Women Who Read

I’ve been on a book-reading fiasco lately. It’s so ridiculously wonderful. I’ve been reading and writing for my thesis, which is about Toni Morrison (and food, what else?). I love Toni Morrison, but her work is certainly not light reading. And the critical work that surrounds her? My brain needs a break.

Here’s what I’ve been reading that I think you’ll like, too:

After the wedding, I got into The Mysterious Benedict Society by Trenton Lee Stewart. I’d seen it in the bookstore for months, but finally stopped and looked at it. When the blurbs praised it for being reminiscent of Roald Dahl, Lemony Snicket, and Harry Potter, I knew I had to have it.

The second and third Benedict Society books are really good, too. 4 orphaned genius-kids brought together by a kind, eccentric braniac to save the world from an evil twin. It’s mystery, it’s puzzles and clues, it’s adventure, and good old fashioned friendship stories.

Then, I found a whole huge stack of the American Girls books at Goodwill. I still have my Felicity books that I got when I was, oh, I don’t know, 9? 10? I’ve treasured them, and always wanted the other sets. I may be 25, but I’ve finally got a large part of the other sets. I went through Kirsten’s books on a rainy, cozy, Sunday afternoon.

Dustin and I went to the library just a few days ago, and I left with nothing but YA books and cookbooks. I think it’s all the academic reading I’ve done for the past 7 years–I want to read nothing but books that bring pleasure. Among the books I checked out, 3 of them were by Laurie Halse Anderson. I’ve heard really good things about her lately, so I started with Fever 1793. So good. I mean, there’s a lot of death by yellow fever (and the vomit that comes with it), but still. This is the kind of book I would have devoured with a kid (and definitely devoured as an ‘adult.’ I read it in a total of maybe 3 hours). It’s historically accurate, from the broad strokes of 1790s Philadelphia, the events surrounding the yellow fever epidemic, and right down to the narrow details, like what a 14-year old girl’s role would’ve been in a fatherless household, to what freed-slave families’ would’ve probably looked like. Love this book. It’s got a feminist-inspired message to it and lots of good history and science without beating kids over the head with a didactic ruler.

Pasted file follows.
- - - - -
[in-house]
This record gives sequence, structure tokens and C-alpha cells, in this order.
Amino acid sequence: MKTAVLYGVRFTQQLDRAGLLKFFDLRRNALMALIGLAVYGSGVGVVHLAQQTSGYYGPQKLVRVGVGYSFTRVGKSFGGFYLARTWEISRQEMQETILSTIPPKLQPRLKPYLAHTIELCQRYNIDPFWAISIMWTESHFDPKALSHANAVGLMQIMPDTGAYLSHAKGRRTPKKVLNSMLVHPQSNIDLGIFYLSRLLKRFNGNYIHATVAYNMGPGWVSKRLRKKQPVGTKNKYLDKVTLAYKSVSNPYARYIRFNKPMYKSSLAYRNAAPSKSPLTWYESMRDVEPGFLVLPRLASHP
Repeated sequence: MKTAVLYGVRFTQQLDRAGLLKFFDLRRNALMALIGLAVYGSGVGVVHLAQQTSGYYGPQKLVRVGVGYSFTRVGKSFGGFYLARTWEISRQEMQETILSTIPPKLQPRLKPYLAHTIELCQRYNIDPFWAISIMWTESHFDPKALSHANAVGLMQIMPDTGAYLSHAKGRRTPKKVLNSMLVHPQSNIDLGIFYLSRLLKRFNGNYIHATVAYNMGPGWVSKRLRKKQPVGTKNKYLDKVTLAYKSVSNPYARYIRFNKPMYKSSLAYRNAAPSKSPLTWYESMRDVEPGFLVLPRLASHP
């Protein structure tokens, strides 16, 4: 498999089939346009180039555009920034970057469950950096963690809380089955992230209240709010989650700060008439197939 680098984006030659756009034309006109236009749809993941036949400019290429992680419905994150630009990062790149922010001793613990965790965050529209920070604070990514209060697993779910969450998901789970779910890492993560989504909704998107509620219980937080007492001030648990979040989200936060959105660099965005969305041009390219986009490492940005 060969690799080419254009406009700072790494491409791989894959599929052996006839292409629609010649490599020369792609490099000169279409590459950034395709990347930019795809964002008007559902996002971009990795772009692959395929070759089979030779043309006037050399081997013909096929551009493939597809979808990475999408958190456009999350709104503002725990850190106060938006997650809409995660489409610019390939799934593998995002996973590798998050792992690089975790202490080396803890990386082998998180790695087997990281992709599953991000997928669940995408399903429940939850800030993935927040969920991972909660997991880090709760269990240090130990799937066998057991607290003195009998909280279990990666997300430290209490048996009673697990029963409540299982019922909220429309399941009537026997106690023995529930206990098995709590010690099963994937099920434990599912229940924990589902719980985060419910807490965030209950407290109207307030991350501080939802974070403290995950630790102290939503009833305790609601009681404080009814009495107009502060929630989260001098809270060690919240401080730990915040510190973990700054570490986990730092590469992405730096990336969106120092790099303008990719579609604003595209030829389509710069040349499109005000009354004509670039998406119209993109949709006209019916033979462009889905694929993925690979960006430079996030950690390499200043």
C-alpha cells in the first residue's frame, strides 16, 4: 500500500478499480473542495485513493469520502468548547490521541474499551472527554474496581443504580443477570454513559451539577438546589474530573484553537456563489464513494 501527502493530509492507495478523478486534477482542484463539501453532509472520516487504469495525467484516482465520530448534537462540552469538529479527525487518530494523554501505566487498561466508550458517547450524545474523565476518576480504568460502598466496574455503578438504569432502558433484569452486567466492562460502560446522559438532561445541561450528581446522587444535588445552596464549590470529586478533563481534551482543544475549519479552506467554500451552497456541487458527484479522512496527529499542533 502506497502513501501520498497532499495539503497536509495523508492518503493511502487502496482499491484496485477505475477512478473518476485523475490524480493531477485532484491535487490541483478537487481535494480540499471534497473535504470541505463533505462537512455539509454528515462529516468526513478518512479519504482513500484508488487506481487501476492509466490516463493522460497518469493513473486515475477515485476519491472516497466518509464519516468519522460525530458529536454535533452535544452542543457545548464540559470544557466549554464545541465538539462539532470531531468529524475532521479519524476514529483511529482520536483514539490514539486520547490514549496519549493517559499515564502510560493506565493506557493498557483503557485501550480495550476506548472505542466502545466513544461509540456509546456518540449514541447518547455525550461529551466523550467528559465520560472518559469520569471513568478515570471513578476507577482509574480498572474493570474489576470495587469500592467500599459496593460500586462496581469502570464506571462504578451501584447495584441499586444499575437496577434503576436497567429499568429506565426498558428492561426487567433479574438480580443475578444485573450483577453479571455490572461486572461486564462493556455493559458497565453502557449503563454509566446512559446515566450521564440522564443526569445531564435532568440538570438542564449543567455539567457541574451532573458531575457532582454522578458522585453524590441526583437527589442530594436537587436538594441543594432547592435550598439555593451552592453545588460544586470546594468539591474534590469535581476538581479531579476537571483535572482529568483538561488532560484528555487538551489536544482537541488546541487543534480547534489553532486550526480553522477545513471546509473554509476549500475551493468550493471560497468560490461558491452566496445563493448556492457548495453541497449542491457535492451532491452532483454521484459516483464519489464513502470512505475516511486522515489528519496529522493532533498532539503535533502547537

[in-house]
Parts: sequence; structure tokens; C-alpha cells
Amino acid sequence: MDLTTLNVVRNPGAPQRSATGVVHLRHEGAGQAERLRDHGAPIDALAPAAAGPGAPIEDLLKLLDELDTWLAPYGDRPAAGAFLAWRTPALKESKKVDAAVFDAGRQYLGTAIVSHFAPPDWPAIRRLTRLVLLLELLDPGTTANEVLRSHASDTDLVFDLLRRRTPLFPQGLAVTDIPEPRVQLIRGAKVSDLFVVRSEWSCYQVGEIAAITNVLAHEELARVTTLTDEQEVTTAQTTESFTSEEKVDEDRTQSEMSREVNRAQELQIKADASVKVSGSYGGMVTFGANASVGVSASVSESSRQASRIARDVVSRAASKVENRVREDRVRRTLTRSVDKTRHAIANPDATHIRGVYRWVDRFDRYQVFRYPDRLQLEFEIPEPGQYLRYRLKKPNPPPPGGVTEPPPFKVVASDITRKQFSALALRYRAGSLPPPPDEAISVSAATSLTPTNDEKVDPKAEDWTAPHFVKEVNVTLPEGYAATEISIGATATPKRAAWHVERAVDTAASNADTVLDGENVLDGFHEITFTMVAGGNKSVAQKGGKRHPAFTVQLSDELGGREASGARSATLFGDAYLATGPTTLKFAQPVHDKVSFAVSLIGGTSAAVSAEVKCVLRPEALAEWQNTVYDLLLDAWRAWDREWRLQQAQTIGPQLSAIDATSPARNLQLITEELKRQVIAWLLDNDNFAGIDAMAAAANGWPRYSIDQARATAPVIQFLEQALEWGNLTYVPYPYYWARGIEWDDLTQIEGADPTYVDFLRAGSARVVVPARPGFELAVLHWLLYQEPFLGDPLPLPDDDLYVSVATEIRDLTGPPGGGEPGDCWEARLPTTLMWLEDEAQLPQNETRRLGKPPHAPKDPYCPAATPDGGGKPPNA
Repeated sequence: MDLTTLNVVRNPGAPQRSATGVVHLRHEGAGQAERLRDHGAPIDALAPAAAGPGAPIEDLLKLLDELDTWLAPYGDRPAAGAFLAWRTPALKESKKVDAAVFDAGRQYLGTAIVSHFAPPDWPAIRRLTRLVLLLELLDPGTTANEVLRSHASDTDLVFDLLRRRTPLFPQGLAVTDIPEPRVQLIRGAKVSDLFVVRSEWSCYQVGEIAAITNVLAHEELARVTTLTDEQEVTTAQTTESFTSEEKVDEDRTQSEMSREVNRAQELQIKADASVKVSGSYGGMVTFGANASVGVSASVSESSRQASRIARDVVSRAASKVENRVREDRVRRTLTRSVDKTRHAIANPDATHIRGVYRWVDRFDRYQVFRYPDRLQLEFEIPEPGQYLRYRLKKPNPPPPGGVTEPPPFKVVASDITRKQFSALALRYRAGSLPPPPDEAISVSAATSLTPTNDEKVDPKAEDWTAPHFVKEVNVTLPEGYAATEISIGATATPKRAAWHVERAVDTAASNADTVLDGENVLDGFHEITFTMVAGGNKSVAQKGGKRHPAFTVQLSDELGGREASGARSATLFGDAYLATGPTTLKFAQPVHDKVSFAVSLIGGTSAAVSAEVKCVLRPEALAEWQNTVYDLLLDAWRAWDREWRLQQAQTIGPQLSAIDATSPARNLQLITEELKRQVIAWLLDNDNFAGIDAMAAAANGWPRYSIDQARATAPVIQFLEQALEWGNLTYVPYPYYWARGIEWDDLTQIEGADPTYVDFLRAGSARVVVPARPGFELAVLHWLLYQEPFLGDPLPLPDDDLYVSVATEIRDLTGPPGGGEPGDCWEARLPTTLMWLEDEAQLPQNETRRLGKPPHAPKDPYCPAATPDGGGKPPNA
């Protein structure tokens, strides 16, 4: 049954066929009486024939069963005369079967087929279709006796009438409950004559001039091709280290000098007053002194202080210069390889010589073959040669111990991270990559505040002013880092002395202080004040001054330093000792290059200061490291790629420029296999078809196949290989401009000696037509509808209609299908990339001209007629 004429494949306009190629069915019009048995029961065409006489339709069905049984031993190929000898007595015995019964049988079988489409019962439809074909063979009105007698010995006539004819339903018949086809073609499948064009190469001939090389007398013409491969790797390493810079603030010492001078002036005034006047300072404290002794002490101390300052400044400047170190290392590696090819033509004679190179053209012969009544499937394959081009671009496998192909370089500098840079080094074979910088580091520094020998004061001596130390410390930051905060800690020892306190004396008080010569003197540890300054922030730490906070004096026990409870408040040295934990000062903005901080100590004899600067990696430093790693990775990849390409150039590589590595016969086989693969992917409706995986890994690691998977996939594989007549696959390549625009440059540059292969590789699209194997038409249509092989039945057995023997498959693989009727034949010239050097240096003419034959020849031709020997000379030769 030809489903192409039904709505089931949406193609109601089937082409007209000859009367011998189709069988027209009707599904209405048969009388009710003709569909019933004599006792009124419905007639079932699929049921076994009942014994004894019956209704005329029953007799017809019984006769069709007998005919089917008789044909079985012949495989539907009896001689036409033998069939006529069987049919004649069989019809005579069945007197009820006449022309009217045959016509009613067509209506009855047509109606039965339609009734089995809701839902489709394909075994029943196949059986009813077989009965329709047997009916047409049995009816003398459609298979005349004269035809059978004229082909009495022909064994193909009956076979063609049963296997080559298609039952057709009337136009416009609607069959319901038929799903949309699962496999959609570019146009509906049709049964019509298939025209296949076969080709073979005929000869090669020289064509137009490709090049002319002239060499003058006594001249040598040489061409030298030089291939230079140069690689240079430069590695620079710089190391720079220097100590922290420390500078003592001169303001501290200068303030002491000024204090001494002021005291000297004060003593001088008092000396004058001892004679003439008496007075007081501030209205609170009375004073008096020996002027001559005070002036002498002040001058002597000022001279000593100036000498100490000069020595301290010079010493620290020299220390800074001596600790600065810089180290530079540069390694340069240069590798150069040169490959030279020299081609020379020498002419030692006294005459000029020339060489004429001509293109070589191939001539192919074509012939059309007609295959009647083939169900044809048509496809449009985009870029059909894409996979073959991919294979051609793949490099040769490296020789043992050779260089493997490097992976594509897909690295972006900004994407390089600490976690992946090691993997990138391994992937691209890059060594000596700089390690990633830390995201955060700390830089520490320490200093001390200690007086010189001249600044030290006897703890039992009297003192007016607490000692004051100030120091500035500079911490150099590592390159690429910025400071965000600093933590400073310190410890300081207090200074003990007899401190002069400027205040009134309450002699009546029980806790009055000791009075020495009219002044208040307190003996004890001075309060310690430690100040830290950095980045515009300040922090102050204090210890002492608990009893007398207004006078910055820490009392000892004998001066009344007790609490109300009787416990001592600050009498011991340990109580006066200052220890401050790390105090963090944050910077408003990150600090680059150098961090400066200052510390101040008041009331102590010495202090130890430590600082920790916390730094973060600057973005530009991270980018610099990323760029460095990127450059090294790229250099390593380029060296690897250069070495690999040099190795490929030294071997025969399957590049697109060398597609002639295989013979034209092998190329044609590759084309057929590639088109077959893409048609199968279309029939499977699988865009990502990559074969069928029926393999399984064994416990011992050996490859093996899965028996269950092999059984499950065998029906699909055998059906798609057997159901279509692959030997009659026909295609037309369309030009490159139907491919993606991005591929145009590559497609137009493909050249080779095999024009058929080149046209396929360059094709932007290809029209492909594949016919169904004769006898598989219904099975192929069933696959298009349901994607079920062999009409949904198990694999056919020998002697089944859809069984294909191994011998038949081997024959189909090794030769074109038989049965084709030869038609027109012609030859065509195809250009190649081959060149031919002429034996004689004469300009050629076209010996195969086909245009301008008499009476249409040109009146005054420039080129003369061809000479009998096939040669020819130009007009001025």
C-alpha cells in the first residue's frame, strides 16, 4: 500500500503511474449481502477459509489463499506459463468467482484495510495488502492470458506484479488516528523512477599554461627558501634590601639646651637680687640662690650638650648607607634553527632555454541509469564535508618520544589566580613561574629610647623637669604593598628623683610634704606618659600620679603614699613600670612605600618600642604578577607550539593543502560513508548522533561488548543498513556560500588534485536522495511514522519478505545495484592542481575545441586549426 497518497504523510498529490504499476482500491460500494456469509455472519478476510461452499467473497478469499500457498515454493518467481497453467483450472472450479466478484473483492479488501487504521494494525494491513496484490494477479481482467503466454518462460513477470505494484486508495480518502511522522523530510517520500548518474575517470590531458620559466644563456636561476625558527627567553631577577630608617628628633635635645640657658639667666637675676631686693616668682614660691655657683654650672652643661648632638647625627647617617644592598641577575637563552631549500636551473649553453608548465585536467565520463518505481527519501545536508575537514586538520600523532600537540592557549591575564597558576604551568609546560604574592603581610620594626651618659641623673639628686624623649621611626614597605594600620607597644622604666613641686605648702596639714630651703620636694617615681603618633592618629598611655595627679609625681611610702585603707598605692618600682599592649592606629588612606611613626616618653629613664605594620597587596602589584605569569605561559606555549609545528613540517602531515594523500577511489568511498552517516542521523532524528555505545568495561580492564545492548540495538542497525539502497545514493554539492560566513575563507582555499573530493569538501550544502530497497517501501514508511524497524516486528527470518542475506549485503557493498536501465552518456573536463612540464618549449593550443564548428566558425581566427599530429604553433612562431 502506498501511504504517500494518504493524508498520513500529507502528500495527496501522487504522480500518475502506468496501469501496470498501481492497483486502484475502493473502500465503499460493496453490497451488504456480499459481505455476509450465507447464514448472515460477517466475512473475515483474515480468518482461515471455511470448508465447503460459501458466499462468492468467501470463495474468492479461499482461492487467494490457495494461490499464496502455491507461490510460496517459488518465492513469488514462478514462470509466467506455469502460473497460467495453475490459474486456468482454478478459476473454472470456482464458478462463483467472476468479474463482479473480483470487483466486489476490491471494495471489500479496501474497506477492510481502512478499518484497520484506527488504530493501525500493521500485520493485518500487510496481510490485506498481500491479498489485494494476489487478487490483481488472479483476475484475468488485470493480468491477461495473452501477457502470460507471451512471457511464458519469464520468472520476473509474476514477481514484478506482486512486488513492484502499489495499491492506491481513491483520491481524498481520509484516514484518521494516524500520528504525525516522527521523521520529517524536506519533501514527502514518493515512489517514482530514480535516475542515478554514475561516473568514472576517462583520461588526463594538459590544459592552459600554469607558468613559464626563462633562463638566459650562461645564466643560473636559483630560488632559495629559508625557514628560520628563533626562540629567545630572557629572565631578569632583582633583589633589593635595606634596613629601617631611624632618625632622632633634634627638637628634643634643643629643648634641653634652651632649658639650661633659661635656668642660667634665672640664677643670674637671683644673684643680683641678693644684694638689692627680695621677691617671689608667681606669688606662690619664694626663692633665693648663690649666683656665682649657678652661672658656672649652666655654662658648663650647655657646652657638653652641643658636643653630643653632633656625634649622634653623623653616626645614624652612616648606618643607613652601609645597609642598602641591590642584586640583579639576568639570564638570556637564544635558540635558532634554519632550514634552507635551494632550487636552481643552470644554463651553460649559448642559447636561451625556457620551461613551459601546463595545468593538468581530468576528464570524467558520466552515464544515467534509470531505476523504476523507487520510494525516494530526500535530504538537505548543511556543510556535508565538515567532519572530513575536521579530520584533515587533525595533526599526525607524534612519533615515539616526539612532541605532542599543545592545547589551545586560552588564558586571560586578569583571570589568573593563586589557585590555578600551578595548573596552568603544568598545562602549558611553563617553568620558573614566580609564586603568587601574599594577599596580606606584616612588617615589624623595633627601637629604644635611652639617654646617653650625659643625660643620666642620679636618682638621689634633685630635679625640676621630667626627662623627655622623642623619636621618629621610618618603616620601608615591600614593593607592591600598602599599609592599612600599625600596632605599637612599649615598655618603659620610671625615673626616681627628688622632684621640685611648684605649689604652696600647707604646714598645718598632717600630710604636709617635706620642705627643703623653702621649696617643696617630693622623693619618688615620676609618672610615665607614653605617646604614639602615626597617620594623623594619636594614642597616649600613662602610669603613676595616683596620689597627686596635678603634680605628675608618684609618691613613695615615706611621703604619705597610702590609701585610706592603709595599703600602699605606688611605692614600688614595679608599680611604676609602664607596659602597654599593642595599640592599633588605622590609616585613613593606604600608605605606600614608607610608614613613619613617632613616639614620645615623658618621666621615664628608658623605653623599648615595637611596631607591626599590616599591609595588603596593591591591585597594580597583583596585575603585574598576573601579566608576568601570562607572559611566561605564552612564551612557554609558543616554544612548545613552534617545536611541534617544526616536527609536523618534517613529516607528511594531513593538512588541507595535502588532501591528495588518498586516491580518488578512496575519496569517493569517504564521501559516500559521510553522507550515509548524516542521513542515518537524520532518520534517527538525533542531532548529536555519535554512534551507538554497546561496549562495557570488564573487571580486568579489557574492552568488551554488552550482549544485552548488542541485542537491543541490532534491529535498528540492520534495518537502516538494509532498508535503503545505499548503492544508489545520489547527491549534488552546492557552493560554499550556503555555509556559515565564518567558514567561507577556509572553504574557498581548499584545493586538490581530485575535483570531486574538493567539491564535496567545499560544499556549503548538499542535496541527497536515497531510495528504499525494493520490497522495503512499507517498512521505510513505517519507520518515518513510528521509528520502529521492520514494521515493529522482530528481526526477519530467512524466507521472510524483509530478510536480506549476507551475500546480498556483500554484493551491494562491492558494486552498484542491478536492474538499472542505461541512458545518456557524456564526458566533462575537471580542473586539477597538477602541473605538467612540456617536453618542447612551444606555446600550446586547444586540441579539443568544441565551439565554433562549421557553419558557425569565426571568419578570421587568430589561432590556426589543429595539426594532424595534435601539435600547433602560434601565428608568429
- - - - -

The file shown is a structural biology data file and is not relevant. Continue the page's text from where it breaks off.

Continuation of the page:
While at the library, Dustin and I read It’s a Book by Lane Smith together. It’s a picturebook, but it’s not the kind of picture book my mother would’ve bought me–the last line is (spoiler!) “It’s a book, jackass,” spoken by a book-loving bear to a technology-addled, well, jackass. It’s a pun, it’s whimsical and fun, but my mother drove me out to a dam the first time I said “damn,” so this book isn’t for everyone, I guess. There’s been a lot of controversy surrounding it–teachers who have brought it into the classroom only later to actually read the thing and get in trouble. Seems like reading it first would’ve been obvious, but apparently not.

I’m currently halfway into Ninth Ward by Jewell Parker Rhodes and I’m totally digging it. It’s about a smart-as-a-whip 10-year old girl, her grandmother Mama Ya-Ya, and their 9th Ward New Orleans community right before and during Hurricana Katrena. It’s got mysticism, love, and a whole lot of heart. Haven’t finished it yet, but I know it’s going to be good.

What have you been reading?


About AshleyGee

I'm a graduate instructor at a completely Southern (Football, Rush Week, and lots of "Hey Y'alls!") university. I teach freshman comp, study
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